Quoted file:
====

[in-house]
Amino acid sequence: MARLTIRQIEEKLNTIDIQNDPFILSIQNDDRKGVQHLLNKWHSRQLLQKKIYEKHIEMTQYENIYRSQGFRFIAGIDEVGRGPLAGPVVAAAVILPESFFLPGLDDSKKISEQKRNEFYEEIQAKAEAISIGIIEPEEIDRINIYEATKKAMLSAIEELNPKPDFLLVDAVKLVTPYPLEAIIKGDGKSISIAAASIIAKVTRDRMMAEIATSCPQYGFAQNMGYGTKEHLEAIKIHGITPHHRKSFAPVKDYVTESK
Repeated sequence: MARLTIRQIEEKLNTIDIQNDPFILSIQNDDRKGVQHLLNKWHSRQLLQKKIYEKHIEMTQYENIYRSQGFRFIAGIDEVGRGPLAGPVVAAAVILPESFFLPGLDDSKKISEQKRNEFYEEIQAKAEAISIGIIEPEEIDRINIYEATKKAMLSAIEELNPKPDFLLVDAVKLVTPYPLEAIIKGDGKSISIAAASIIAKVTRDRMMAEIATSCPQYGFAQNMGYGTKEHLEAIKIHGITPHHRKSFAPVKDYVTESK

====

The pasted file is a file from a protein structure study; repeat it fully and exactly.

[in-house]
Amino acid sequence: MARLTIRQIEEKLNTIDIQNDPFILSIQNDDRKGVQHLLNKWHSRQLLQKKIYEKHIEMTQYENIYRSQGFRFIAGIDEVGRGPLAGPVVAAAVILPESFFLPGLDDSKKISEQKRNEFYEEIQAKAEAISIGIIEPEEIDRINIYEATKKAMLSAIEELNPKPDFLLVDAVKLVTPYPLEAIIKGDGKSISIAAASIIAKVTRDRMMAEIATSCPQYGFAQNMGYGTKEHLEAIKIHGITPHHRKSFAPVKDYVTESK
Repeated sequence: MARLTIRQIEEKLNTIDIQNDPFILSIQNDDRKGVQHLLNKWHSRQLLQKKIYEKHIEMTQYENIYRSQGFRFIAGIDEVGRGPLAGPVVAAAVILPESFFLPGLDDSKKISEQKRNEFYEEIQAKAEAISIGIIEPEEIDRINIYEATKKAMLSAIEELNPKPDFLLVDAVKLVTPYPLEAIIKGDGKSISIAAASIIAKVTRDRMMAEIATSCPQYGFAQNMGYGTKEHLEAIKIHGITPHHRKSFAPVKDYVTESK